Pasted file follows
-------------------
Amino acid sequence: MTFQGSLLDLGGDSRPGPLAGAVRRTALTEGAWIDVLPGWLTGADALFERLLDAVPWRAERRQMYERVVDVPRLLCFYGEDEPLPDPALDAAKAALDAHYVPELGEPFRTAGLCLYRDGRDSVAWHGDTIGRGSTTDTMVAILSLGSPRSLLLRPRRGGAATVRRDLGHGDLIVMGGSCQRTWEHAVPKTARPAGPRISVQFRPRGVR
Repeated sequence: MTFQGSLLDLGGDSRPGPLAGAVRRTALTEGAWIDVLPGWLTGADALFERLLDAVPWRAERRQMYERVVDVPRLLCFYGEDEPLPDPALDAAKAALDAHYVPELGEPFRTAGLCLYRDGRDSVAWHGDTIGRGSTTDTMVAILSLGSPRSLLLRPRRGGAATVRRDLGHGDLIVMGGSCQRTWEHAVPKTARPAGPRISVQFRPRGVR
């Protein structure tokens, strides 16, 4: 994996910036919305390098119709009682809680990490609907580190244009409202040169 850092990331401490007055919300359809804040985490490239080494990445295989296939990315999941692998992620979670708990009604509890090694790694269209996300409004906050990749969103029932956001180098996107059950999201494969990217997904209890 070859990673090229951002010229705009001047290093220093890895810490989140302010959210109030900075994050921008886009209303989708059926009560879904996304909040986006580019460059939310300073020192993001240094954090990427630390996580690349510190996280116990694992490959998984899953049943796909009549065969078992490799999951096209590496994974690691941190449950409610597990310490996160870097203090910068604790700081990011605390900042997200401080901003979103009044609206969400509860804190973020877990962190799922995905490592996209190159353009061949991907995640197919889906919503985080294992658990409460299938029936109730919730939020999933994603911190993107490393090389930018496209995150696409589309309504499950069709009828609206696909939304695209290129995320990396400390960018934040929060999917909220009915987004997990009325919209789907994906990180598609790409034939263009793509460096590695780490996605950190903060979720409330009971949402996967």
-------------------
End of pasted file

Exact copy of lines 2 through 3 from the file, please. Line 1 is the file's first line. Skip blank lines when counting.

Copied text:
Repeated sequence: MTFQGSLLDLGGDSRPGPLAGAVRRTALTEGAWIDVLPGWLTGADALFERLLDAVPWRAERRQMYERVVDVPRLLCFYGEDEPLPDPALDAAKAALDAHYVPELGEPFRTAGLCLYRDGRDSVAWHGDTIGRGSTTDTMVAILSLGSPRSLLLRPRRGGAATVRRDLGHGDLIVMGGSCQRTWEHAVPKTARPAGPRISVQFRPRGVR
């Protein structure tokens, strides 16, 4: 994996910036919305390098119709009682809680990490609907580190244009409202040169 850092990331401490007055919300359809804040985490490239080494990445295989296939990315999941692998992620979670708990009604509890090694790694269209996300409004906050990749969103029932956001180098996107059950999201494969990217997904209890 070859990673090229951002010229705009001047290093220093890895810490989140302010959210109030900075994050921008886009209303989708059926009560879904996304909040986006580019460059939310300073020192993001240094954090990427630390996580690349510190996280116990694992490959998984899953049943796909009549065969078992490799999951096209590496994974690691941190449950409610597990310490996160870097203090910068604790700081990011605390900042997200401080901003979103009044609206969400509860804190973020877990962190799922995905490592996209190159353009061949991907995640197919889906919503985080294992658990409460299938029936109730919730939020999933994603911190993107490393090389930018496209995150696409589309309504499950069709009828609206696909939304695209290129995320990396400390960018934040929060999917909220009915987004997990009325919209789907994906990180598609790409034939263009793509460096590695780490996605950190903060979720409330009971949402996967």